• Sleep - despite the fatigue I suffer from insomnia and very vivid, exhausting dreams. I have medication for this.
  • Disconnection-when I'm out in the shopping centre or cafe I have a disconnect with what is around me, it feels like there is a thin glass sheet that separates me from the rest of the world.
  • Sensory overload-I can't go into a shop and look for particular items on shelves because I can't filter out what I don't want to see or need to see. The overload makes me feel very dizzy and nauseous
  • Memory and concentration-I have problems with my short term memory and concentrating on conversations and simple tasks if they are not for short periods of time.

I don't have all of these symptoms all the time, it very much depends on what I am doing.  For example, the headaches mostly depend on what I'm doing and how much I have to concentrate. The sound and light sensitivity is mostly when I'm outside of my home. If I don't move my balance is fine (obviously) and the room spinning is minimised.

You can see there are two sides or aspects of Post Concussion Syndrome, the physical and the cognitive.   Obviously, the physical symptoms make me feel unwell especially on days where they are intensified. The cognitive symptoms prevent me from functioning really well when trying to complete tasks and really impact on my ability to be a teacher at the moment.

I am lucky I have a team of therapists and support people who work with me  to manage these symptoms on a day to day basis as well as working on reducing them. In my next post, I'll talk about my therapy and what life looks like for me at the moment.

Hopefully, this post is helpful in understanding the complicated facets of Post Concussion Syndrome.

You can find more information here:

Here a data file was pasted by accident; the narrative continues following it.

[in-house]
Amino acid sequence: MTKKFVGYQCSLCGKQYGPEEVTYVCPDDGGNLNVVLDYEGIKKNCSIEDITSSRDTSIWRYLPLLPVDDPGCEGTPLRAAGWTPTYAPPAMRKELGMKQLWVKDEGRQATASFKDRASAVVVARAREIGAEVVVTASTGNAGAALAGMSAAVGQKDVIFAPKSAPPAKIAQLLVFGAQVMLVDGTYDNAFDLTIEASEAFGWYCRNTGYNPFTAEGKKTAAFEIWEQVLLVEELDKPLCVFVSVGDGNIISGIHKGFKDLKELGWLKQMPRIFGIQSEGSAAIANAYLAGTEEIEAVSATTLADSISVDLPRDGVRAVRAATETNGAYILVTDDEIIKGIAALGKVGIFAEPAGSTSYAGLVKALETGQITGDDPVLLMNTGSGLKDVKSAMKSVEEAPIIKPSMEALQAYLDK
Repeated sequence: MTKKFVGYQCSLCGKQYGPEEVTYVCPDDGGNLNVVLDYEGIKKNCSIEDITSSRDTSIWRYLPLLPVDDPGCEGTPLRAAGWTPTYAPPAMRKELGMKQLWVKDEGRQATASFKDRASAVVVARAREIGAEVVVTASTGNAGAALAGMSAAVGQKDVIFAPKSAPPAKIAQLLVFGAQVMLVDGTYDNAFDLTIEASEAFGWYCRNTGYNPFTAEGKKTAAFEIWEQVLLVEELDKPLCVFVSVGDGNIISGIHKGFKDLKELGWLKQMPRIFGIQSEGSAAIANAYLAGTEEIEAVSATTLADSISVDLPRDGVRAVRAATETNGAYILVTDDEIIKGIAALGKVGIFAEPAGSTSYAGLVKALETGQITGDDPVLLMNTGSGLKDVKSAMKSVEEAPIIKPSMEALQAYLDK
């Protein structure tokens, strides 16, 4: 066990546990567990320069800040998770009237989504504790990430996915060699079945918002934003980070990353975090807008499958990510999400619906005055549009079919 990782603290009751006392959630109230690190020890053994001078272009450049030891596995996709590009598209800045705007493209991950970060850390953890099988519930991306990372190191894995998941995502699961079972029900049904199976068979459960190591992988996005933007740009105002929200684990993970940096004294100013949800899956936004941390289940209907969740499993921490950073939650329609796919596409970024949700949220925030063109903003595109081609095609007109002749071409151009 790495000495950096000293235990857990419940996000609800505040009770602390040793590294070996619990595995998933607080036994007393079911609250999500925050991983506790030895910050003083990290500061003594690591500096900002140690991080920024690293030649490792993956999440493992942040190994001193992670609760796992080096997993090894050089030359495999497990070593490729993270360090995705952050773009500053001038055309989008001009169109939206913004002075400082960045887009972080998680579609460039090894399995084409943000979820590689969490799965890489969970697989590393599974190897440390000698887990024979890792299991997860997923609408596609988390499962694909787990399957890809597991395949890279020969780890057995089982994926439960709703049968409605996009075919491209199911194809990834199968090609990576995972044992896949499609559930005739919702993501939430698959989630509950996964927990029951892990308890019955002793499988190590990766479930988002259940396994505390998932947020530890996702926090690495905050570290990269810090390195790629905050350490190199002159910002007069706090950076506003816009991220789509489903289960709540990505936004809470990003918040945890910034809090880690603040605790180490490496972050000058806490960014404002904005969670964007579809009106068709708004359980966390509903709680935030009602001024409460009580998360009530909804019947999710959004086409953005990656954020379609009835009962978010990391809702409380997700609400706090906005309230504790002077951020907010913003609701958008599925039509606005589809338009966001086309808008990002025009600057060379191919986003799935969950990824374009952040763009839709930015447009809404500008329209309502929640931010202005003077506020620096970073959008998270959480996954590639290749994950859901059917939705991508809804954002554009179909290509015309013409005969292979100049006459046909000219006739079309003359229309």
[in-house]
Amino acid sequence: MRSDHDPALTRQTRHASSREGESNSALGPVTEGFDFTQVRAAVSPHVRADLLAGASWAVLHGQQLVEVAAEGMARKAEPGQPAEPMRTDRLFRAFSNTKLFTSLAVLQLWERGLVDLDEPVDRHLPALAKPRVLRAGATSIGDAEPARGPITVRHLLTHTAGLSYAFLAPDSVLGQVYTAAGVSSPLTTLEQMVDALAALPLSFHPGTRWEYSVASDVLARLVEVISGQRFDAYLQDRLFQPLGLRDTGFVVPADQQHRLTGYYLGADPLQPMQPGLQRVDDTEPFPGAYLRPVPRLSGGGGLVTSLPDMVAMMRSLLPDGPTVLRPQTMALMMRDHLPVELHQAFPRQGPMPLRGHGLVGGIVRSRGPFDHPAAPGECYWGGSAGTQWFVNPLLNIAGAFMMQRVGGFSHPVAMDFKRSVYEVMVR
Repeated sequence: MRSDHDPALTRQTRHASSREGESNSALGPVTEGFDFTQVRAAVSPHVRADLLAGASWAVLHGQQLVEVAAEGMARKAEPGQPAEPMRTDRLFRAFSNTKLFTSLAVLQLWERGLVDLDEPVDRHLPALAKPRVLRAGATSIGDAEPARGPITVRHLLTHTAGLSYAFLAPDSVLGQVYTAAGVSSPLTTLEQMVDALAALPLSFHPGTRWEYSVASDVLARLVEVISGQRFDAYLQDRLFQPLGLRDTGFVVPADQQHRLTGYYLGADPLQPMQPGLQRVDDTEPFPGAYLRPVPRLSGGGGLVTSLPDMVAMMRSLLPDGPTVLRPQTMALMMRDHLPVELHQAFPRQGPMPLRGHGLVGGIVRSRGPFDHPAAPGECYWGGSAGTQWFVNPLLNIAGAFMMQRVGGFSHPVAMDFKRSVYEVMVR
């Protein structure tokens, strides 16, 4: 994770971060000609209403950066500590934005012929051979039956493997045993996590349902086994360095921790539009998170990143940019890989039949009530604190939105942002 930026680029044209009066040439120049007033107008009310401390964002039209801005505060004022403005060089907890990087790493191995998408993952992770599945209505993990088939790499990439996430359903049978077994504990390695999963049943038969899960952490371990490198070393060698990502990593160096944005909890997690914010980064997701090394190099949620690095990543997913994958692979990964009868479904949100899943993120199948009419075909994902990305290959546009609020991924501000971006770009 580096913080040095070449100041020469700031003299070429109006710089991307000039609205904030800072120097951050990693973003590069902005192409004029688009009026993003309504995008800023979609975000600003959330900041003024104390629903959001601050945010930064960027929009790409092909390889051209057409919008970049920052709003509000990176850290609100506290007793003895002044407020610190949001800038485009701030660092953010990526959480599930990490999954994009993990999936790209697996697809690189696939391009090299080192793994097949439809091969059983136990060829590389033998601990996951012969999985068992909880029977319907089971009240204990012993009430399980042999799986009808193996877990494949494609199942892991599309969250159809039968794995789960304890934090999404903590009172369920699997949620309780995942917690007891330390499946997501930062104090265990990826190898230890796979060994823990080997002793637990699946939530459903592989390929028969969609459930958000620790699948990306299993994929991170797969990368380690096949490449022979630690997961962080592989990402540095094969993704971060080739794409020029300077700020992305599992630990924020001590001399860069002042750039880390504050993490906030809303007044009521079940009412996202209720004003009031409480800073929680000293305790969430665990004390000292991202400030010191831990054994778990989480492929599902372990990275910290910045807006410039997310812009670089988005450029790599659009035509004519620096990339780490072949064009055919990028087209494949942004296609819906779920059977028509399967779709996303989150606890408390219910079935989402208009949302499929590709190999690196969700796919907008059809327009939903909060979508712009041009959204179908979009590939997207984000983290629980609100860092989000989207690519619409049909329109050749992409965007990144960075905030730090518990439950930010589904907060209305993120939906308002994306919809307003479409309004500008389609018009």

I am grateful for my Mum who was recently here for a week and cooked, cleaned, shopped, drove and kept me entertained. Love you, Mummy.

Thanks for reading,
Rachael xo

Thursday 1 June 2017

Upside Down

flowers from my school
sweet Get Well notes from my students
The Cheesecake Shop yummy treat from my Pip, my classroom neighbour
part of rehab is gentle soothing activities
these two are very happy with the current situation
On March 10, I had a car accident. A guy who was texting while driving in the middle of torrential rain, think Cyclone Danielle, ran into the back of me. It wasn't a big hit but it did move my car forward and my seat slid backwards and forwards on its runner. I was looking in the rear vision mirror, watching him approach, knowing he wasn’t watching. The Princess was sitting in the passenger seat, I flung my arm across her to protect her. The guy who hit us didn't get out of his car so I got out of mine and got his number plate while standing in torrential rain with cars everywhere. The Princess didn't want me to get out because she was worried about my road rage haha.

The lights changed to green and we carried on. In fact, I went through McDonald's drive-through getting the Princess dinner, picked up a bottle of red wine and Pad Thai for the Cowboy and I. Apart from a burning sensation on the right-hand side of my back I felt fine.

The next morning I woke up and felt like I had been hit by a truck, not a car. I felt so bad the Cowboy took me to a Doctor who diagnosed whiplash and concussion.

Since that day I have not been back to my job as a teacher.  I have a range of symptoms that are isolating and debilitating.

My life has been turned upside down, my days during the week revolve around different kinds of therapy.

One of my therapists suggested I start a gratitude journal as I quite often feel sorry for myself even though I try not to. I have a list of things I'm thankful for and lucky to have in my life such as the Cowboy who is looking after me exceptionally well, my beautiful Princess, my family and my friends.  I'm thankful for my school supporting and a health system rehabilitating me.

I thought I would use my blog as my gratitude journal and blog my rehabilitation journey. It might also be helpful for other people experiencing the same journey.

I make no apologies for the style of my writing, grammar and punctuation, anyone with this condition will understand how hard it can be to communicate.

Today I am especially grateful for technology that allows me to sit here and talk at the screen and let the iPad do the typing for me.

xo Rachael